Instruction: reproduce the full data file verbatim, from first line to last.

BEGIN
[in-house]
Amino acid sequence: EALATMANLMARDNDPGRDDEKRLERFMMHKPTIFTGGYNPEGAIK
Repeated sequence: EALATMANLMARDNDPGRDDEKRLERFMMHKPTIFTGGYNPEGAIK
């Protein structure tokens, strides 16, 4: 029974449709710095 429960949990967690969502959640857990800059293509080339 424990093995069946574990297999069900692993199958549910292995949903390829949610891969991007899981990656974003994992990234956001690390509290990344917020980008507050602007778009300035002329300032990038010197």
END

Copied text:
[in-house]
Amino acid sequence: EALATMANLMARDNDPGRDDEKRLERFMMHKPTIFTGGYNPEGAIK
Repeated sequence: EALATMANLMARDNDPGRDDEKRLERFMMHKPTIFTGGYNPEGAIK
């Protein structure tokens, strides 16, 4: 029974449709710095 429960949990967690969502959640857990800059293509080339 424990093995069946574990297999069900692993199958549910292995949903390829949610891969991007899981990656974003994992990234956001690390509290990344917020980008507050602007778009300035002329300032990038010197």